The U.S. Department of Agriculture’s hardiness zone 5 covers a wide swath of the central U.S. It reaches from upstate New York through the Great Lakes into the mountains of northern New Mexico, and through the western mountain region to Salt Lake City. Zone 5 gardeners have a wide choice of daylily cultivars, but several appear regularly in the American Hemerocallis Society’s (AHS) popularity polls and awards for best producers from 2007 to 2010.
Not quite a spider shape, this orange daylily has unevenly ruffled petals and bright yellow that seems to pour forth from its throat. It appears on popularity polls for all five of the AHS regions from 2007 to 2010. It is the winner of 1997 Honorable Mention, 2000 Award of Merit and the 2001 Lambert Webster Award for most outstanding unusual form, all AHS awards based on various qualities having to do with plant vigor and bloom quality and production. The mid- and late season bloomer took the society’s highest award, the Stout Silver Medal, in 2003. Blooms are 8 inches across on 34-inch scapes over sturdy green leaves. Like other zone 5 daylilies, it is a "dormant," meaning that its leaves die down in winter and re-grow in spring.
Ruby Spider is an early bloomer that, with Primal Scream, provides a complete season of unusual shape bloom. Ruby-tipped, open petals and matching corkscrew sepals open around a yellow throat with yellow and white rays. Blooms are 9 inches wide atop 34-inch scapes. AHS honors include Honorable Mention 1999, Award of Merit, 2002 and a 2002 Lambert-Webster Award. The dormant spider variant appears on four out of five regional favorites lists in consecutive years.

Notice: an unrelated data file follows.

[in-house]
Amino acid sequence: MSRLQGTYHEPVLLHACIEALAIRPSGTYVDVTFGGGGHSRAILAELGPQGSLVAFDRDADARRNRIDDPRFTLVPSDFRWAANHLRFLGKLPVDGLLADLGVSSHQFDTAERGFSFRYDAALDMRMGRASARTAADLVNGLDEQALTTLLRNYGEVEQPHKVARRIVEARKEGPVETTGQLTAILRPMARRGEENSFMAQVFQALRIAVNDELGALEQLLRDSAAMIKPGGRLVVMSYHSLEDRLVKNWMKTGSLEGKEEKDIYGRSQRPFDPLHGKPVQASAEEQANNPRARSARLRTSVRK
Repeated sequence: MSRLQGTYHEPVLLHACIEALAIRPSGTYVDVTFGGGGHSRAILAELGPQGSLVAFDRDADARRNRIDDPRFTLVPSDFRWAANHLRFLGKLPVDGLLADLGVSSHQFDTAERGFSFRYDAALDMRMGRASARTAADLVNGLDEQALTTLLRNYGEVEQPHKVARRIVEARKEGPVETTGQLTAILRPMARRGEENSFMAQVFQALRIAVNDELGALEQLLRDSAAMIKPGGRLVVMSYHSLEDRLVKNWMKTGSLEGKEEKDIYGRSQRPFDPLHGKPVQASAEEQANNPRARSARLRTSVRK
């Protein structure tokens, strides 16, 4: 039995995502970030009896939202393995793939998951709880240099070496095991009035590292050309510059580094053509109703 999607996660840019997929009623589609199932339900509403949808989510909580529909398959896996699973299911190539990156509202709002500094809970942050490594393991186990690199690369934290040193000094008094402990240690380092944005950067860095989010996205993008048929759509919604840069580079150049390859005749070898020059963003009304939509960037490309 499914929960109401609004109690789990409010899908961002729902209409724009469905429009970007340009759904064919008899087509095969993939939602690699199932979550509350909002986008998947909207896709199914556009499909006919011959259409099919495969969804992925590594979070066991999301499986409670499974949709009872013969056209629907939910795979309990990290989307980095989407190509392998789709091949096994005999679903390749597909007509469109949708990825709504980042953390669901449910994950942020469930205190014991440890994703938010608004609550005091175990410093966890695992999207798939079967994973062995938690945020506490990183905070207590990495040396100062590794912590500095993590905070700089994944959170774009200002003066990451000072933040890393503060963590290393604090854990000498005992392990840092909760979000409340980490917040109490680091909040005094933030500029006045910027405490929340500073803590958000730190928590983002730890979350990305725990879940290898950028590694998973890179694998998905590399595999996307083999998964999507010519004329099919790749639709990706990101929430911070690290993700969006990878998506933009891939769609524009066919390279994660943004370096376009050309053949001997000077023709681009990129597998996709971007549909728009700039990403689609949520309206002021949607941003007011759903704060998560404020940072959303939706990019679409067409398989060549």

Two other daylilies appear on lists of several zone 5 regions in consecutive years. As with other award-winning cultivars, honors are based on years of performance and proven bloom. All American Chief bears 9-inch bright red blooms with broad yellow throats beginning in early mid-season. It won the AHS 1999 Honorable Mention, 2004 Award of Merit, 2006 Extra Large Diameter Award and the 2008 Stout Silver Medal. Red Volunteer has broad mahogany 7-inch blooms with heavily veined petals and a yellow throat on 34-inch scapes. It blooms mid-season and has won the AHS 1989 Honorable Mention, 1994 Award of Merit and 2004 Lenington All American Award for best performer over a wide geographic area.
Two other plants that appear on several zone 5 regional popularity polls are also Lennington winners for best performance over a wide area. Bela Lugosi, a 34-inch mid-season violet bloomer with ruffled petals and yellow throat, won the award in 2007. Peggy Jeffcoat, with its creamy white double 6-inch bloom at mid-season, is the 2010 Lenington winner. The compact plant with 22-inch scapes is also winner of the 2001 Ida Munson Award for outstanding double flowers.